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I am learning English by reading the New York Times. It is difficult, of course, but a challenge at the same time. In the international edition it said:

The president is unfit for this crisis. Period.

In Spanish we would say: al tiempo. (time has the last word and all the answers, or the passage of time)

Who could help me?

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    "Period", in this context is a sort of exclamation. It means that the statement is made and ends with a "." -- there is nothing further to discuss.
    – Hot Licks
    Mar 11, 2020 at 12:22
  • Collins, sense 15 in the 'American English' section (though it is fairly common in the UK also; 'full stop' was/is used in this way too), the interjection usage. CED includes the definition, but gives a poorer definition. Mar 11, 2020 at 12:41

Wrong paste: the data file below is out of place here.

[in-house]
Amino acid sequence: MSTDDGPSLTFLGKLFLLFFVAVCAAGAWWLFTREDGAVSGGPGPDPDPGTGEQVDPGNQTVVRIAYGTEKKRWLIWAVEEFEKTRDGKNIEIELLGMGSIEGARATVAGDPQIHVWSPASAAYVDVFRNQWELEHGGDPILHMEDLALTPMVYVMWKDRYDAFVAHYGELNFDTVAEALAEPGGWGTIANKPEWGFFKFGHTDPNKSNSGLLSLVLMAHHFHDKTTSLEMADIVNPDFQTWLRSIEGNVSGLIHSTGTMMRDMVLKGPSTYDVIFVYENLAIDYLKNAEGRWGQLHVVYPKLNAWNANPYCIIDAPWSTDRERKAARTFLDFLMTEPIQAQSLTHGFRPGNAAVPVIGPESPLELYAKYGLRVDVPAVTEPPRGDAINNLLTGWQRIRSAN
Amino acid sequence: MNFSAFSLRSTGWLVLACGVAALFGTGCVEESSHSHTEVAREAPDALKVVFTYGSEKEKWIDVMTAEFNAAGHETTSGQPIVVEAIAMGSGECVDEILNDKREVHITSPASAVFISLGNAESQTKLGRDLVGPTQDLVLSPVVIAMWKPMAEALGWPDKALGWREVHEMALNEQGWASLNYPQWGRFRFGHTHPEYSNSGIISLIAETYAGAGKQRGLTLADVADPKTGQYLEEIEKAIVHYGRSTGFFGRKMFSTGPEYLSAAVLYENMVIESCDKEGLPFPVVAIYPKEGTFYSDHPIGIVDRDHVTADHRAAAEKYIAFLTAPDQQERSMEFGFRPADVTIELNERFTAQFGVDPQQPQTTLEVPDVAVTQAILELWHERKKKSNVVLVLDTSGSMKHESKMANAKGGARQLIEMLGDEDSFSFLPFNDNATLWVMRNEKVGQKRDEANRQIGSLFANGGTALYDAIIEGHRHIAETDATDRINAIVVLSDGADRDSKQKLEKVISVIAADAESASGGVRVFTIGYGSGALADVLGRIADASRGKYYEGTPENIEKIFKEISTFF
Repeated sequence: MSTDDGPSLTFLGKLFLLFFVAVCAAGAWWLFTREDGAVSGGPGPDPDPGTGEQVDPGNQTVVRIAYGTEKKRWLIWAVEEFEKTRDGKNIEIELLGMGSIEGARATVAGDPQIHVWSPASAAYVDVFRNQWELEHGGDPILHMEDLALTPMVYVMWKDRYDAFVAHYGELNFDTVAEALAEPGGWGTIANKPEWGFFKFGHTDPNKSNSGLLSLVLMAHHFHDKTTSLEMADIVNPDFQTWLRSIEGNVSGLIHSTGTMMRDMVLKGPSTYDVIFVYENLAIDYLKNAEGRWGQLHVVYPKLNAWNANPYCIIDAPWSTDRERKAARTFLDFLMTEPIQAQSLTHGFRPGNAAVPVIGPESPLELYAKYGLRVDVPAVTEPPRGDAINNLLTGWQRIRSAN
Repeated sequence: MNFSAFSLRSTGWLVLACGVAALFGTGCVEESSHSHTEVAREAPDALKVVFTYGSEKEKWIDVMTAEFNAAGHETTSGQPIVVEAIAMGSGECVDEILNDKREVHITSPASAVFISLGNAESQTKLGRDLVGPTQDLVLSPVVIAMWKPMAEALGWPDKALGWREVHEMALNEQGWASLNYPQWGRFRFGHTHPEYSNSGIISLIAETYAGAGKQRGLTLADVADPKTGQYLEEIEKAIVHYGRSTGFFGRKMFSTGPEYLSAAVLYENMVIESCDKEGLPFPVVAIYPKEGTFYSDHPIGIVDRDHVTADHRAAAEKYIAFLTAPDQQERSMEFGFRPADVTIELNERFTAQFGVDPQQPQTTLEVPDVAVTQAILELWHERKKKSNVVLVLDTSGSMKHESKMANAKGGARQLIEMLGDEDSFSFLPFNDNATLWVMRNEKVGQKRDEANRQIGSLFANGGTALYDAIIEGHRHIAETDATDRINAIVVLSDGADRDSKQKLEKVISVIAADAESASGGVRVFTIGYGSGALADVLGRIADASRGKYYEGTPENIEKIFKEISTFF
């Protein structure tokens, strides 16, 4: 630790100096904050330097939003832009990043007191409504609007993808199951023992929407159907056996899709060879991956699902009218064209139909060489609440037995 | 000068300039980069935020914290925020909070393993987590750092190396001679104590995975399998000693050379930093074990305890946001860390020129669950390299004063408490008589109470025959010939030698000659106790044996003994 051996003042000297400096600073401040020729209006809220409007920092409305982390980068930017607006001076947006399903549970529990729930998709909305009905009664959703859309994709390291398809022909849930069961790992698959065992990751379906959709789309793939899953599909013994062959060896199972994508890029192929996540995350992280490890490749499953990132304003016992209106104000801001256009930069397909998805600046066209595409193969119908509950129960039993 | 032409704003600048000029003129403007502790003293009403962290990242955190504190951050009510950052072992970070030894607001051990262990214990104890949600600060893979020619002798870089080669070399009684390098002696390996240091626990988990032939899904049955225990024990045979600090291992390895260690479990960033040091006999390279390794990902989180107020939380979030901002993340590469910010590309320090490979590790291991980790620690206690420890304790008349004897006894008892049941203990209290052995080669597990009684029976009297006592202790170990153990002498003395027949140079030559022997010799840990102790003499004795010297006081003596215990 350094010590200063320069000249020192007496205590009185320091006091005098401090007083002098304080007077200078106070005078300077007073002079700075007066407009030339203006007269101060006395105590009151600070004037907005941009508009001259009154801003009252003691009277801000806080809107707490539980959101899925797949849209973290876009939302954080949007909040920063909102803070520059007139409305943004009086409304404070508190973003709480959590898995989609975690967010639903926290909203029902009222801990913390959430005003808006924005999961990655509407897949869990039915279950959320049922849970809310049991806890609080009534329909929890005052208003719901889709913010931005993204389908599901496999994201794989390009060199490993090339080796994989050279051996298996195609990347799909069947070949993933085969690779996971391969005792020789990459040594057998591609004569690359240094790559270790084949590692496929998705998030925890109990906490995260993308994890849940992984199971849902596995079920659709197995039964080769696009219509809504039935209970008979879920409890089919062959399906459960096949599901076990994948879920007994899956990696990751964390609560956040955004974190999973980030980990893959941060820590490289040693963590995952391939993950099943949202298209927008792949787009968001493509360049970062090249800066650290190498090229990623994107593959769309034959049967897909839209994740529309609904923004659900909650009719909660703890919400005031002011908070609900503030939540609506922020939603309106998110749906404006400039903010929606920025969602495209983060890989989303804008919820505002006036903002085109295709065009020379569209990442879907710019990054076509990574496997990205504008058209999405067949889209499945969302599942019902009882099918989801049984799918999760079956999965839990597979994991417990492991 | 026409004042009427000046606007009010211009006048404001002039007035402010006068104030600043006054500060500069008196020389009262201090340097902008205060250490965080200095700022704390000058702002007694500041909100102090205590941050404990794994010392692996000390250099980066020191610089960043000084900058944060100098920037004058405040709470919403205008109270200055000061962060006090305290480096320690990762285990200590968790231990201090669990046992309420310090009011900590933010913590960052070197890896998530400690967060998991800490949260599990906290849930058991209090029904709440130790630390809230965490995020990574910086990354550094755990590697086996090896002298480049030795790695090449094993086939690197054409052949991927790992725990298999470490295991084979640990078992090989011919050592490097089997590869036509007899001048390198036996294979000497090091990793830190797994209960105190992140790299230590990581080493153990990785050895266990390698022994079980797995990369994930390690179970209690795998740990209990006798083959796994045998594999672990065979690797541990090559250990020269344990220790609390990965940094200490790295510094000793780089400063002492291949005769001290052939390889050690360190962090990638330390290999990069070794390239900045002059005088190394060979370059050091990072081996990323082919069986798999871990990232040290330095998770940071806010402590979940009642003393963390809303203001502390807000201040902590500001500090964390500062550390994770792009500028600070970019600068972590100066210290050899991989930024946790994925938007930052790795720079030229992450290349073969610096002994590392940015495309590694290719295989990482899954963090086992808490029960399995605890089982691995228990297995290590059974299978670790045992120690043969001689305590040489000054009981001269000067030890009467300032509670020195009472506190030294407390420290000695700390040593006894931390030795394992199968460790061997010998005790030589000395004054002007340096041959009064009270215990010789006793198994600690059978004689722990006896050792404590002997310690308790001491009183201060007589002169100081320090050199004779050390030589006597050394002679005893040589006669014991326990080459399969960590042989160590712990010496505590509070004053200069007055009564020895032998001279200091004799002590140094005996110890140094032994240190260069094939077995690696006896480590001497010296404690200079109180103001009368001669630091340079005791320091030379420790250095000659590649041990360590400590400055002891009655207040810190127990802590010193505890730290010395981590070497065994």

• I always assumed "period" here meant "full stop" (as in That's the end of the sentence, and there won't be any more). But now I discover from the full OED that it's a verb, dating back to C16 - transitive To bring to an end; to terminate and intransitive To come to a conclusion. Mar 11, 2020 at 12:46
  • Does this answer your question? What does "period" mean when someone says "Sth... Period"? Mar 11, 2020 at 13:17

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